A hundred years is a long time. How long? When the Indianapolis 500-Mile Race was first held in 1911, the RMS Titanic was still under construction in Ireland, Orville and Wilbur Wright were touring the country and showing folks their newfangled "aeroplane," and Yale University had America's best college football program.
The racing machines that will tour the 2.5-mile rounded rectangle located at the crossroads of 16th Street and Georgetown Road in Speedway, Indiana during this year's Indianapolis 500 are a long way removed from the Marmon Wasp that Ray Harroun drove to victory in the first Indy 500 at a whopping 74.602 mph average speed. By comparison, Canadian Alex Tagliani drove his No. 77 Bowers & Wilkins Dallara-Honda to the top spot in qualifying with a four-lap average speed of 227.472mph, which is fast enough for a commercial airliner to get airborne.
This year is the centennial of what is known (and trademarked) as the Greatest Spectacle in Racing, although not the 100th running of the event due to a hiatus brought on by World War II. The race is an annual American tradition that transcends the boundaries of its sport, much like the Kentucky Derby, the Super Bowl and the Masters. With 2011 being the 100th anniversary of the first race, race organizers expect an extra level of attention for the event to go along with over a quarter-million race fans in attendance - still the largest single-day sports gathering in the world.
Those extra eyes will have lucked into seeing some of the toughest competition the Indianapolis Motor Speedway has seen in decades. Although the tagline created for this year's event - "The Most Important Race in History" - seems a little egregious, there is no doubt that it will be one of the most exciting and unpredictable Indy 500s in decades. The IZOD IndyCar Series, the sanctioning body that oversees the Indy 500, is overhauling the series' race cars for 2012 with new bodies and new engines, meaning that there is a surplus of soon-to-be-obsolete 2011-vintage cars. That surfeit of machinery has opened the doors to a talent pool of drivers as deep as any All-Star team in any sport and closed the performance gap to mere fractions of a second.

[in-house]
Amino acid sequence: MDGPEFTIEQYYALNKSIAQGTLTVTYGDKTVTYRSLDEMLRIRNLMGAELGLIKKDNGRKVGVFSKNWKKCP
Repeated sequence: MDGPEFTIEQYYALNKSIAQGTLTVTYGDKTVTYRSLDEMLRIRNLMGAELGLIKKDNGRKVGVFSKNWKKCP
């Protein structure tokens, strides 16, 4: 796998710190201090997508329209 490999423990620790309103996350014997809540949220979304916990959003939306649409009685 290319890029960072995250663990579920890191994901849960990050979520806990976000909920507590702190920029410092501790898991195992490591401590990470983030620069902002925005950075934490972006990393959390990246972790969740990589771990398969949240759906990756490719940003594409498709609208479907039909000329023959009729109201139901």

Time trials for the Indy 500 were the ultimate proof of how razor-thin the margins were between success and failure. Tagliani's four-lap average speed was only nine-hundredths of a second faster than New Zealand's Scott Dixon, who will start in the middle of row one. Dixon actually ran out of fuel at the end of his fourth and final qualifying lap - proving that luck can be the residue of preparation.
For Tagliani, the pole win was doubly sweet, as it marked the first pole position at Indianapolis for Sam Schmidt Motorsports. Schmidt, a former IndyCar driver who was rendered a quadriplegic after a testing accident in 2000, has spent the intervening years balancing building a racing empire with dedicated philanthropy. With three cars bearing his stamp in the top-six qualifiers, Schmidt has emerged as a legitimate contender against the mighty Penske Racing and Chip Ganassi Racing powerhouse teams.